or What is Soul-Spirit Integration?
“Care of the soul observes the paradox whereby a muscled, strong-willed pursuit of change can actually stand in the way of substantive change.” Thomas Moore, Care of the Soul
The word psychotherapy is a compound of the Greek words psykhe (Latin: psyche) meaning “the soul, mind, spirit; breath; the invisible animating principle or entity which occupies and directs the physical body” and therapeia (Latin: therapia) meaning “to attend to, do service, take care of”. In other words, Psychotherapy is Soul Care.
Defining soul or spirit is a difficult undertaking since these words mean so many different things to different people. Here I am offering my own understanding of soul and spirit to make it easier to understand my approach in psychotherapy.
To me, soul is the individual experience of the eternal whole, unique in its expression yet inseparable and indistinguishable from the whole. This whole to me is spirit; unfathomable as a whole, which, I guess, is why we come with a soul.
Our souls are what make me, me and you, you. Soul is how we understand the world. My soul is unique to me although it is made up of exactly the same ‘stuff’ as anyone else’s souls. I liken it to genetics: out of the millions of possible manifestations from my gene pool, I ended up as this unique person. Similarly, out of billions of possible ways of being human and connecting to the world I ended up with this unique way of thinking, feeling, seeing the world, understanding it, and being in it.
Consequently, soulful expression and living an authentic life true does not mean one particular way of being. It means expressing oneself as closely as possible through the unique make-up of one’s own soul! The difficulty often lies in distinguishing between what we see through the lenses of our souls versus what we experience through the filters of our fears and the conditioning we may have received in life.
Spiritual psychotherapy — or spiritual soul-care — is the process of re-aligning ourselves with our lives and to rediscover our soulfulness, or our true way of being in the world. Carl Rogers described this as the constant striving for self-actualization, i.e. to fulfill our potential and achieve the highest level of ‘human-beingness’ we can.
As a client-centred, humanistic therapist, I experience the value of Carl Rogers’ approach daily in my work with clients. Rogers held that the path to self-actualization is as individual and unique as the person walking it. Thus my focus in psychotherapy is on the needs of my clients. No therapeutic tool or approach can be successful if it doesn’t engage the client or doesn’t speak to his or her unique understanding of the world — her or his soul.
As a transpersonal therapist, I also understand that a person’s spiritual experiences and believes, be they based in formal religion, philosophy, or eclectic and personal studies, can not be separated from that person’s experience of the world. In order to accommodate and support my clients’ exploration of their spirituality and the connection between their own life-experience and the life they are living — between their souls and the spiritual whole — I also work with tools and modalities that traditionally are not considered psychotherapeutic.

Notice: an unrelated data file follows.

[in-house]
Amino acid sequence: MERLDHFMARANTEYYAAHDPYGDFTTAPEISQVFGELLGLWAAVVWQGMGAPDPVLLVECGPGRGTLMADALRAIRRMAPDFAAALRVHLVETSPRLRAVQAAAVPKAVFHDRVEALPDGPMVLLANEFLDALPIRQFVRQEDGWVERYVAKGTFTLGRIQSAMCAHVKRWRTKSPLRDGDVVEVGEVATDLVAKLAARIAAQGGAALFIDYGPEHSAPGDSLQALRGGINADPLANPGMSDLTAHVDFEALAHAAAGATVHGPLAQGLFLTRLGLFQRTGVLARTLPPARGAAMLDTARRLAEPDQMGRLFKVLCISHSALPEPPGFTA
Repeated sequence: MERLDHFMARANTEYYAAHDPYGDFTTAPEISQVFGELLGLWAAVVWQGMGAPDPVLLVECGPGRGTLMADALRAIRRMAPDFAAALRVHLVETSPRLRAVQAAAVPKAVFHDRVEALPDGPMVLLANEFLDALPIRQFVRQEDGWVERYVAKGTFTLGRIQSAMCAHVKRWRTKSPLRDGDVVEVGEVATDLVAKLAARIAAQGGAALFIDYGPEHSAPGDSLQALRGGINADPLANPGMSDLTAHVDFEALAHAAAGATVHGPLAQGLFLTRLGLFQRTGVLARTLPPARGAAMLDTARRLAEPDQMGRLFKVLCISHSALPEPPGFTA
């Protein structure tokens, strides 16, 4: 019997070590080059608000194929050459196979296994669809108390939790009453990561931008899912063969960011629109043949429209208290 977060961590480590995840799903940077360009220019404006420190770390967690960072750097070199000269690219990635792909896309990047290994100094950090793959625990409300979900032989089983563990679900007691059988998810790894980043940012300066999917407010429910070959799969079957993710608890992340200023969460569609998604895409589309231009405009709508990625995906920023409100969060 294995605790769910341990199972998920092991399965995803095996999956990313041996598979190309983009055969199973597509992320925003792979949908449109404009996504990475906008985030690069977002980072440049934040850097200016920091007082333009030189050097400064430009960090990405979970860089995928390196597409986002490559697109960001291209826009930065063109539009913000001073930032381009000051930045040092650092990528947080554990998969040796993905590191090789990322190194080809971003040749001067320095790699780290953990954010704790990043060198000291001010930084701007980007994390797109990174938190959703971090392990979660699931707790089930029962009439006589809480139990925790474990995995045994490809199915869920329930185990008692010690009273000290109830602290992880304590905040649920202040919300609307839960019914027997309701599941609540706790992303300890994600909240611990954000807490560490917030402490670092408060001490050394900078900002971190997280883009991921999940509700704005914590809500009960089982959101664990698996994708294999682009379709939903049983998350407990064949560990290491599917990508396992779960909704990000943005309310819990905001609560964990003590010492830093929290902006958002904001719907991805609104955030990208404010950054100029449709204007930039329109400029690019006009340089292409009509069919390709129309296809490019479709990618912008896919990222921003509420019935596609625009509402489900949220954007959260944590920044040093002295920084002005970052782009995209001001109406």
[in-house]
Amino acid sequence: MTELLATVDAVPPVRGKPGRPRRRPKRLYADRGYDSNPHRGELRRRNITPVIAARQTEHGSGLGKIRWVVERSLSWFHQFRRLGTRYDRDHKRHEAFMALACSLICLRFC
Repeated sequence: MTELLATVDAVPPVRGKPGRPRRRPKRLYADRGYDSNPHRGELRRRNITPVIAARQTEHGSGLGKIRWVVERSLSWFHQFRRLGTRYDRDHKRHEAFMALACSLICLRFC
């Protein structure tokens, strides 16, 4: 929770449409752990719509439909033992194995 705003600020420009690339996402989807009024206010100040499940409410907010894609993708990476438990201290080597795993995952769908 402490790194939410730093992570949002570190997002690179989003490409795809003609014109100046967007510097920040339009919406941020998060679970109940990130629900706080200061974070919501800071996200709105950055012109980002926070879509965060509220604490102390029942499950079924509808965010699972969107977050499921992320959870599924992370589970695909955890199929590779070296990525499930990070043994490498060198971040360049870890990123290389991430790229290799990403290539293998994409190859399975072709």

The of the therapeutic tools I use in my work include…
- unconditional and non-judgemental listening: giving you space to unload and disentangle your thoughts and experiences
- talk therapy: exploring your experiences and life story in conversation
- body-mind connection: helping you to connect to the wisdom of your body
- chakra and energy awareness: helping you to understand and balance the subtle energies that influence your emotions, thought, and sometimes even your actions
- prayer, meditation, and contemplation: to help you find your own preferred and most successful way of communicating with your soul and with spirit
- drawing, art, and colour work: to help you connect to the playful part of yourself, to your creativity, and to experiences that may be hidden in your subconscious
- gestalt oriented and experiential work: movement and placement in physical space can help us understand our inner landscape and personal experiences differently
- voice dialoguing, subpersonalities, and archetype exploration: to create and understand the inner map of experiences and messages that influence your life
- guided imagery and dream work: to give you simple and easy access to the messages of your soul and to help you read your life experiences in a more holistic context.
- and much more
All these tools serve the same end: to help my clients gain deeper mastery of their own inborn power and wisdom, to help them re-connect to their lives as fully as possible. By integrating the different aspects of their lives and beginning to trust their own knowledge of Self, my clients once again create balance and harmony in their own lives.
Soul-Spirit Integration is a wholistic approach to life. It acknowledges the influence personal experiences, emotions, and beliefs have on our lives, relationships, general well-being, and motivation; and it acknowledges the influence of the physical environment on our emotional well-being. Going beyond the important recognition of the body-mind connection, Soul-Spirit Integration also takes into account the wider connection of the human being to universal forces and the energies of the earth and humankind at large.